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This year local artist Ian McKay brings a contemporary new exhibition based on the architecture of Collier Street Baths, to Salford Museum and Art Gallery.

Collier Street Baths, which is just off Trinity Way in Salford in the Greengate area of the city, is a Grade II listed building designed by Salfordian Thomas Worthington, who is considered one of Manchester’s greatest 19th century architects. He designed many of Manchester’s public buildings including The Albert Memorial and Memorial Hall in Albert Square, and the City Police Courts.

The ‘Greengate Baths’ is the oldest surviving public baths in Great Britain and has immense historical and architectural importance. The Baths opened in August 1856 and closed in 1880 and have remained derelict since. The building is currently surrounded by scaffolding and is likely to be saved as part of a recent sale of land.

When the baths opened in 1856 by the Manchester and Salford Baths and Laundries Company it was used by 3,476 people in the first two weeks and was considered one of the finest pools in the country.

It was at the beginning of a golden age for public swimming and was used by 50,000 a year at its peak. Oarsman Mark Addy, one of Salford’s most famous sons who rescued more than 50 people from drowning in the then highly polluted River Irwell during his lifetime, learned to swim at Collier Street Baths.

Having worked in the Greengate area of Salford for many years as a display artist, Ian knew of the derelict former baths having walked past it many times, fascinated by its Italianate architectural splendour.

In 2003, whilst continuing his visual arts practice at Cow Lane Studios, Salford, Ian’s interest in the abandoned gem of a building started to gain momentum. He visited the site several times, undertaking extensive local research and he began to create pieces of art based on its architecture.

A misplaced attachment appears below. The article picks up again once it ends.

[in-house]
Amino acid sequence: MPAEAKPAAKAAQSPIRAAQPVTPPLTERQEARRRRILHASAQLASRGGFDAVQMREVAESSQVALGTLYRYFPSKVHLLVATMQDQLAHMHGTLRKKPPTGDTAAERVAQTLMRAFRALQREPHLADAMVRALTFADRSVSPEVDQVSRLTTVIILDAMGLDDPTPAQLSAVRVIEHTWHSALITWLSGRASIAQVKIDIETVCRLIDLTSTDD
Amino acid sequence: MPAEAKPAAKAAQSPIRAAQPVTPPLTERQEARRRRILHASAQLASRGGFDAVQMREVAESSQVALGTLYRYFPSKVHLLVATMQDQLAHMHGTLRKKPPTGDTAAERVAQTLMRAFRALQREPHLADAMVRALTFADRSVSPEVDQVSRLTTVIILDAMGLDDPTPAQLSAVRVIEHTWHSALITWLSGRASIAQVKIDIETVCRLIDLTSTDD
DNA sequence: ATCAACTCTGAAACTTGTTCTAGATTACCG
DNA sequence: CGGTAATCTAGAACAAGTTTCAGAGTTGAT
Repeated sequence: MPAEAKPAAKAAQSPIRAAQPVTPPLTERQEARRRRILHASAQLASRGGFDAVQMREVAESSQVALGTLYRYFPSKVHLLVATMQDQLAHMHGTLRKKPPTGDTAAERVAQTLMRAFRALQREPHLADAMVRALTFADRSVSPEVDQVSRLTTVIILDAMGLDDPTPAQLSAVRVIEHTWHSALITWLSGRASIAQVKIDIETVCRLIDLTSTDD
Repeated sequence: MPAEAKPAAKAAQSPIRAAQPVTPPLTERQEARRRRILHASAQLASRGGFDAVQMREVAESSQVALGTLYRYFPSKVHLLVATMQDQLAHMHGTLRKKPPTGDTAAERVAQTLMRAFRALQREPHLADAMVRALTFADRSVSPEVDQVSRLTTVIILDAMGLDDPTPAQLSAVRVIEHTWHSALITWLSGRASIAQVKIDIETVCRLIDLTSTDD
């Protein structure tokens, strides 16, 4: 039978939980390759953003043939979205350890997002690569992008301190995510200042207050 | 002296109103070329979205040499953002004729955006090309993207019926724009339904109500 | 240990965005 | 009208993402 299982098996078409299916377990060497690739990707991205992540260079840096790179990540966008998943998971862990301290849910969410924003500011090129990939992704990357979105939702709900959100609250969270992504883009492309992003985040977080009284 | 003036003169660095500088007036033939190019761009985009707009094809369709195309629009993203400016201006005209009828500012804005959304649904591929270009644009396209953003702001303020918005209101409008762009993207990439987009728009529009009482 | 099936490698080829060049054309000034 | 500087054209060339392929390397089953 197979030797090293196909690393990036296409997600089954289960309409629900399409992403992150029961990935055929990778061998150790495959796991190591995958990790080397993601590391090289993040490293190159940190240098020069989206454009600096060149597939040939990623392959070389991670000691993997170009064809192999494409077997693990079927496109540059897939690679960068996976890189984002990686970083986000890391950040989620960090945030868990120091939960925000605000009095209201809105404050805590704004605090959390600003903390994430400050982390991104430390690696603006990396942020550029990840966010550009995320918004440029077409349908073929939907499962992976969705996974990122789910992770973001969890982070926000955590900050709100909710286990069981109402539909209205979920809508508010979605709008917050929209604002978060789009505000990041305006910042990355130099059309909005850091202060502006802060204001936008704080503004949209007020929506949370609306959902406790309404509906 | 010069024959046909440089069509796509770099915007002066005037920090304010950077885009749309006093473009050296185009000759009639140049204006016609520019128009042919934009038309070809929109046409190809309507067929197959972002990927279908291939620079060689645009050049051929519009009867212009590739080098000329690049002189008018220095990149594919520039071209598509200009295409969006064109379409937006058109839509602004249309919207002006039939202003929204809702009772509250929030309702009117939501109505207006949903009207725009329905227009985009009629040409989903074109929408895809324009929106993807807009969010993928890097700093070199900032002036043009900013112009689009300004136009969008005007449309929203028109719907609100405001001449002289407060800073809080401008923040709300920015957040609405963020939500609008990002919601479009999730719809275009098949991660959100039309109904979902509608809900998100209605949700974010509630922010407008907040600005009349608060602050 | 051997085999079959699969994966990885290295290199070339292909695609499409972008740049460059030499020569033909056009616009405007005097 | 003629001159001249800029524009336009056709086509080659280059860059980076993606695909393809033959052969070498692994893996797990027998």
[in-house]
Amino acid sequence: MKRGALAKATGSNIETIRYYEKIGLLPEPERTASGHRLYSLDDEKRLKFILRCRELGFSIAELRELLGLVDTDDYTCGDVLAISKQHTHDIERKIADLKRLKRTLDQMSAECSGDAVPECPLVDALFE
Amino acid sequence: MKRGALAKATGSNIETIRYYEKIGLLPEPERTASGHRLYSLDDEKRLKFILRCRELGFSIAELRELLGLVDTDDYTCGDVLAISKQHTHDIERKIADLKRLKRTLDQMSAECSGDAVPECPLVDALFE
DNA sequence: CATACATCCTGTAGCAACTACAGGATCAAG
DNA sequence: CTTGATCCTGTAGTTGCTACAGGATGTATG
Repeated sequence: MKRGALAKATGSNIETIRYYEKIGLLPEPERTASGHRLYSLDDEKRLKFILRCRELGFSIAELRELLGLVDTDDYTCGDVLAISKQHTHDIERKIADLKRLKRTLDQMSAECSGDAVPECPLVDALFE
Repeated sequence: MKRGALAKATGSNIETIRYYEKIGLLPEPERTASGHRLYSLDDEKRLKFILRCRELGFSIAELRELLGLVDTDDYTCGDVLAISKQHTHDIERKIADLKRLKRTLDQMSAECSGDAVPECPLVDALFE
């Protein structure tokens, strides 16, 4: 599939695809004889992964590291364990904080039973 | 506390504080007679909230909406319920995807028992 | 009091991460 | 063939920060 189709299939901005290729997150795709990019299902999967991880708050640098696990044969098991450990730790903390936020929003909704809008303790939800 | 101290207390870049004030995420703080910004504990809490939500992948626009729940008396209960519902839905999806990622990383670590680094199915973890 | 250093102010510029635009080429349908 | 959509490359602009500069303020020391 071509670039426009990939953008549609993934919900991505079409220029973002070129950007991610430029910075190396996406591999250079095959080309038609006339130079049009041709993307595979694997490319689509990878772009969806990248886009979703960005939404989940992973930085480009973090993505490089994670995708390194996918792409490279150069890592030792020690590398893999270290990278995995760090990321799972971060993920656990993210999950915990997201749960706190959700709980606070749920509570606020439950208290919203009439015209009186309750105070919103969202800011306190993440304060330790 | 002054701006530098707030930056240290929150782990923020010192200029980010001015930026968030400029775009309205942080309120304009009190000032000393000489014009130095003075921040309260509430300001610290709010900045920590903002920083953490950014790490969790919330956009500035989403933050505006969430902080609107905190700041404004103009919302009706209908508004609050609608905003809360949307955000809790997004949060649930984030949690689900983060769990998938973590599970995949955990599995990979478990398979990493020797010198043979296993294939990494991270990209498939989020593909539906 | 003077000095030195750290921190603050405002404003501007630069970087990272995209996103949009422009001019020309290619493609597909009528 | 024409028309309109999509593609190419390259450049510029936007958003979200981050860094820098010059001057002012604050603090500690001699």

Ian completed a collection of drawings and colour studies on location at Collier Street focussing on the exterior of the building, which provided him with the resource material to complete a series of abstract paintings in 2004.

The laundry, boiler house, and chimney have been demolished, the pool’s tiles have gone, and the building has no roof yet McKay has found this abandoned gem a constant source of interest due to its rare laminated roof trusses, crests and typography.

The works in the exhibition include his earlier painting series alongside preparatory studies, photographs and some new pieces. They focus on elements of the building’s exterior architecture reflecting its palette, beauty and splendour, including snippets of typography, exterior highlights and images of both the women’s and men’s pools.

Artist Ian McKay, said:

“Collier Street Baths to me is a crucial part of Salford and Manchester’s social history and I felt the building deserved to have its story told visually. Apart from the fact that Thomas Worthington designed the public building following a visit to Italy, the baths played a huge part in the health and wellbeing of people in both cities and gave people a lot of pleasure so I wanted to create this same feeling with an exhibition that is a tribute to this fine building.”

No stranger to reaching out to his local communities, Ian runs Gorton Visual Arts at the Aviary Community Rooms for elderly residents, vulnerable adults and residents with learning difficulties, in a safe studio environment where new skills are learned and shared with all aspects of the community.

Claire Corrin, Exhibitions Manager at Salford Museum and Art Gallery, said:

“We are delighted to be able to present this exhibition at Salford Museum and Art Gallery. It is a wonderful opportunity to reference the social history of the city and bring it to life for audiences in an alternative way.”

The Collier Street Baths exhibition runs until 26 April 2020. There will be a programme of activity to support the exhibition – please visit the museum website for details.

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